That means that the purpose for all of your SEO efforts must begin with maximum visibility and exposure. And that means improving your search engine rankings.
It’s important to remember that your website and internet marketing efforts don’t exist in a vacuum. We must look more globally at your company’s overall marketing program and how your online efforts fit into that structure. We must also identify where your customers come from and what their path to a purchasing decision looks like. Then we target them and their search habits with carefully chosen SEO keywords and key phrases.
If you work in a highly competitive industry, or if your product or service requires a significant investment, you may need to break your purpose into interim steps or segments. For example, if you are a solar installer, you may have to court your prospects over time to help them along the path to purchase. If you rely on a local audience, incorporating local SEO strategies is also critical.
Now that we’ve established our purpose, how do we determine whether our SEO is doing the job? That’s where goals come in.
If you run a marathon, you would have little chance of winning or even completing the race if you don’t know where the race ends. Think of SEO goals as the finish line for a marathon; they are measurable because you know where the finish line is.
If SEO’s purpose is to prompt an action, its goals must track and measure that behavior. And that’s why alignment is critical to success. Don’t forget, though, that no prospects — no matter how qualified — can do anything unless they find you first.
Unless your SEO’s purposes and goals are aligned, you’ll be comparing apples to oranges when you try to track your progress.
If one of your purposes is to prompt prospective customers to schedule a free consultation, track your number of consultations. If you track sales volume as a goal instead, the results will be irrelevant.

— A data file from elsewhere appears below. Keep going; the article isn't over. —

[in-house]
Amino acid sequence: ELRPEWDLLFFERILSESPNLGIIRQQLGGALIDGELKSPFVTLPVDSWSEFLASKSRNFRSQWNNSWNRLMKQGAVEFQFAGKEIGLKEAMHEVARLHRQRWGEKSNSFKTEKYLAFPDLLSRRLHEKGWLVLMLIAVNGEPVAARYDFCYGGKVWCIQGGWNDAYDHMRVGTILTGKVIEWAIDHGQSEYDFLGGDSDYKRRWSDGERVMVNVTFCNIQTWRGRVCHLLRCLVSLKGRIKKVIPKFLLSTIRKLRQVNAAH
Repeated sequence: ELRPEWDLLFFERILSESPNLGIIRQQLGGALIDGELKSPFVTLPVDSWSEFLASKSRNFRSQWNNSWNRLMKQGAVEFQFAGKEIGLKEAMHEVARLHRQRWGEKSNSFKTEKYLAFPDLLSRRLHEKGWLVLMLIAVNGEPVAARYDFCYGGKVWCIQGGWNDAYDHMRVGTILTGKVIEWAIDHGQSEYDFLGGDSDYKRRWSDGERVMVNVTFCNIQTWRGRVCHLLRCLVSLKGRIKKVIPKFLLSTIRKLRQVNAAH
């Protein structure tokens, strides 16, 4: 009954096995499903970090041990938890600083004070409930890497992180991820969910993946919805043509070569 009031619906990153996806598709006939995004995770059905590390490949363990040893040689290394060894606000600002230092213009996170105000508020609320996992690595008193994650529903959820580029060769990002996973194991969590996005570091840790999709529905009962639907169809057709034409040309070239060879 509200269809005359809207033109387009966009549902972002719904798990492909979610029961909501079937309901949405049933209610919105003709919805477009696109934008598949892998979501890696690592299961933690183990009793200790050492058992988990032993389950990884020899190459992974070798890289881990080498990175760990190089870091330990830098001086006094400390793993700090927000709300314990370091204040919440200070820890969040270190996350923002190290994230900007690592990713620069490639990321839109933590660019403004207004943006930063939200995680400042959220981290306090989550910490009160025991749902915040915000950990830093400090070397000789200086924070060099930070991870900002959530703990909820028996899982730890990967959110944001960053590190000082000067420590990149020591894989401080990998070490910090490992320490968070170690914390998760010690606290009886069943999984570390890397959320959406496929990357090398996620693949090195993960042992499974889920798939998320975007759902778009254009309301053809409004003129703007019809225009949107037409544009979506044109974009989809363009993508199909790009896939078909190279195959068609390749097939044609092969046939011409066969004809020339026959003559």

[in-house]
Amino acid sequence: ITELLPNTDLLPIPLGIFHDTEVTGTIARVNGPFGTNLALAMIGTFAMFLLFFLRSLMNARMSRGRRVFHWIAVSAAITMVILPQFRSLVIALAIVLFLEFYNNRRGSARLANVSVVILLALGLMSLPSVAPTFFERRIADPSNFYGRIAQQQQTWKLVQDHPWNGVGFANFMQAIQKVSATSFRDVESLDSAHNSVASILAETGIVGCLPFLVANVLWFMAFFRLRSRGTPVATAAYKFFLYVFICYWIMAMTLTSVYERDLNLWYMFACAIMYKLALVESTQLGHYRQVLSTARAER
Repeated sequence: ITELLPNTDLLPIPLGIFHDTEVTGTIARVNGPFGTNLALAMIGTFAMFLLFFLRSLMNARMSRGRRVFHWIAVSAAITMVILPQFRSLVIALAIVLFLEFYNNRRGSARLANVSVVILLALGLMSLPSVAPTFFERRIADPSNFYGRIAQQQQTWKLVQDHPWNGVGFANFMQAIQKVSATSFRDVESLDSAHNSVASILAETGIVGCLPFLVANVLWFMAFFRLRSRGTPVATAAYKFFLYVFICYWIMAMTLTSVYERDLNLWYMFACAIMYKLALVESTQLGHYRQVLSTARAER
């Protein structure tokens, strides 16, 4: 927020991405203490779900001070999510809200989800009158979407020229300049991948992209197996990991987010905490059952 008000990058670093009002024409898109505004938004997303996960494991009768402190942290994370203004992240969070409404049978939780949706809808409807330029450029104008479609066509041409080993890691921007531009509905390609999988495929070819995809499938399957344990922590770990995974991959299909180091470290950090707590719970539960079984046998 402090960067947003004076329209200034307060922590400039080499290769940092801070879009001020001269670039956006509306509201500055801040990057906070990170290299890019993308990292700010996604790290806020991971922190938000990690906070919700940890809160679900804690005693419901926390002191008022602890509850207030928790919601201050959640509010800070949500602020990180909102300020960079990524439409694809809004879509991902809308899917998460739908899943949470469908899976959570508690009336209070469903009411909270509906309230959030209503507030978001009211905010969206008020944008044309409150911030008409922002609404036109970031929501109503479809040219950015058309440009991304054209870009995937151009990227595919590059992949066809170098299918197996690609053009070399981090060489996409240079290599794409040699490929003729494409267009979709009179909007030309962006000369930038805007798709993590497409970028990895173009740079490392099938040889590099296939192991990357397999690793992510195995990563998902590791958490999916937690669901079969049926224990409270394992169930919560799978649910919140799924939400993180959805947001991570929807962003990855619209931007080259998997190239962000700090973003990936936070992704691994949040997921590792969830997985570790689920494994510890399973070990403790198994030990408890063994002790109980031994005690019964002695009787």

If another of your purposes is to build your email list, track how many ebooks or free reports are sent out each week, not your email open rate. If you meet your goals for ebooks, your SEO is doing its job. If you’re not meeting your goal for email open rate, your problem likely has more to do with your e-newsletter than your SEO.
One of the easiest and most effective ways to measure the results of your SEO is to track how your site ranks for your keywords and key phrases. When your keywords are aligned with your business objectives and purpose, you will reach qualified prospects. When your search engine ranking places you above your competitors, you will reach them first.
When you clearly — and accurately — identify the purpose of your search engine optimization efforts, you significantly increase its effectiveness. When you align your SEO goals with your purposes, you have a truly reliable way to track your success. Tracking impressions, time on page and conversions are all potentially effective ways to measure your success. But first and foremost, tracking your page rankings is the key to growing your business and increasing the bottom line.
At Be Locally SEO, we know that SEO is important for your business. But we also understand that it must be the right type of SEO, if you are to achieve your goals. Contact us today to learn more about our powerful and highly effective methods of improving your success with Utah SEO.